Is a notary bond required to become a notary in Michigan?
A surety bond in the amount of $10,000 is required for all new applicants seeking an appointment as a notary public as well as for renewing notaries public in Michigan. Within ninety days before filing an application for a notary public appointment, a person must file with the county clerk of his or her residence or expected appointment a surety bond issued by a surety licensed to do business in Michigan. A licensed attorney in good standing with the State Bar of Michigan is not required to file a surety bond with the county clerk; however, the state bar number must be included on the application for verification (MCL 55.273).
Do I need to purchase a notary stamp in Michigan?
A Michigan notary stamp is optional. Section 55.287(2) of the Michigan Law of Notarial Acts states, “on each record that a notary public performs a notarial act and immediately near the notary public's signature, as is practical, the notary public shall print, type, stamp, or otherwise imprint mechanically or electronically sufficiently clear and legible to be read by the secretary and in a manner capable of photographic reproduction all of the following in this format or in a similar format that conveys all of the same information”:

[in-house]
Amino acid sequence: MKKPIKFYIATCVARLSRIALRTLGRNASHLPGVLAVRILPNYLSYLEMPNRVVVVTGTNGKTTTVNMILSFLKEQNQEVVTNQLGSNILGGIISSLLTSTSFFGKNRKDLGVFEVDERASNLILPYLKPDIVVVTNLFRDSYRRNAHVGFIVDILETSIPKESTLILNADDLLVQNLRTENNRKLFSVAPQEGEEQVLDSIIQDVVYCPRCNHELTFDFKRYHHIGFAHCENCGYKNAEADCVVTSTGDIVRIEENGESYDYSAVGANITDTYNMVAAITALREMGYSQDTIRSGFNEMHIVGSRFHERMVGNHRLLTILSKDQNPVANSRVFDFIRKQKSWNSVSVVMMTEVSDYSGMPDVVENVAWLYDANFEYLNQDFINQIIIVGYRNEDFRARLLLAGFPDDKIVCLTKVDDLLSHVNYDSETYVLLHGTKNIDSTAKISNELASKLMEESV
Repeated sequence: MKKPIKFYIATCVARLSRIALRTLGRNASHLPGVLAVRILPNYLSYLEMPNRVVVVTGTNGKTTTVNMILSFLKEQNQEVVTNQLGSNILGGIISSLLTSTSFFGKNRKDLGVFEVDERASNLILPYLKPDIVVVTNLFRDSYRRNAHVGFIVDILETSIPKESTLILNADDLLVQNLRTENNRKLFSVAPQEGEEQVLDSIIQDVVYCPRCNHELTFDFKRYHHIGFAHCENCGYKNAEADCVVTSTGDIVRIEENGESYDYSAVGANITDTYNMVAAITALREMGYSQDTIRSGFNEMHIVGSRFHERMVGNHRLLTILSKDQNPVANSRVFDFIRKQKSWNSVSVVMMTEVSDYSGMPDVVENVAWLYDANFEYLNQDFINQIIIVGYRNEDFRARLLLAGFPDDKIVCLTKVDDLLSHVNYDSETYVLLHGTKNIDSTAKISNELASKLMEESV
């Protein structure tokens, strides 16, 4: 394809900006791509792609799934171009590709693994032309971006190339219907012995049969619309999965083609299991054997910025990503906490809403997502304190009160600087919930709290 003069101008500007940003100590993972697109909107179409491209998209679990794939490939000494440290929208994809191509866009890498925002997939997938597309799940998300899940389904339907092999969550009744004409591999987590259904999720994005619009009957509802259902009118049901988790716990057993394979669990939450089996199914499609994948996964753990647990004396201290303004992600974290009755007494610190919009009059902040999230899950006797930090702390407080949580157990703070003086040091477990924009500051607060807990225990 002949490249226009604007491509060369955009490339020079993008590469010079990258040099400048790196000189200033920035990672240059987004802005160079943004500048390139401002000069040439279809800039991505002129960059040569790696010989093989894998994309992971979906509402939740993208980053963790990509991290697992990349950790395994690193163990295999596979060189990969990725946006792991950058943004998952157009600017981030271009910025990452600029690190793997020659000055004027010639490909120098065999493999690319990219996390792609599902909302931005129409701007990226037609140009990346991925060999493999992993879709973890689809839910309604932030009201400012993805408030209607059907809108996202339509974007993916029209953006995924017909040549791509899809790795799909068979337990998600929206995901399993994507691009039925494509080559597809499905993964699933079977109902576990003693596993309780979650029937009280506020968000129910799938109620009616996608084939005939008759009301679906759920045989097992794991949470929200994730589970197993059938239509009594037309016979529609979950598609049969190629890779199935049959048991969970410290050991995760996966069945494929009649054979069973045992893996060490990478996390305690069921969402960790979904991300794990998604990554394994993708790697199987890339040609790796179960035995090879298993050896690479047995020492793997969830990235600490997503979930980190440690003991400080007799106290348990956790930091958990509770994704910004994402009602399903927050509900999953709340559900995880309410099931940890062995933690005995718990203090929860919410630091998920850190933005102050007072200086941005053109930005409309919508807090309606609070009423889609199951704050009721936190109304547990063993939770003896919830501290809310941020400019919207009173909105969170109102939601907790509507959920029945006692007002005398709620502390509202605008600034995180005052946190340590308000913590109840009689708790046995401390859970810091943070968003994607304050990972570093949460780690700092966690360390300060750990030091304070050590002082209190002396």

- The name of the notary public exactly as it appears on the notary public commission.
- The words “Notary Public, State of Michigan, County of ____________.”
- The words “My commission expires___________.”
- The words “Acting in the County of _____________” if the notary is performing a notarial act in a county other than the county of commission.
- The date the notarial act was performed.
- If applicable, whether the notarial act was performed using an electronic notarization system under section 26a (MCL 55.286a) or performed using a remote electronic notarization platform under section 26b (MCL 55.286b).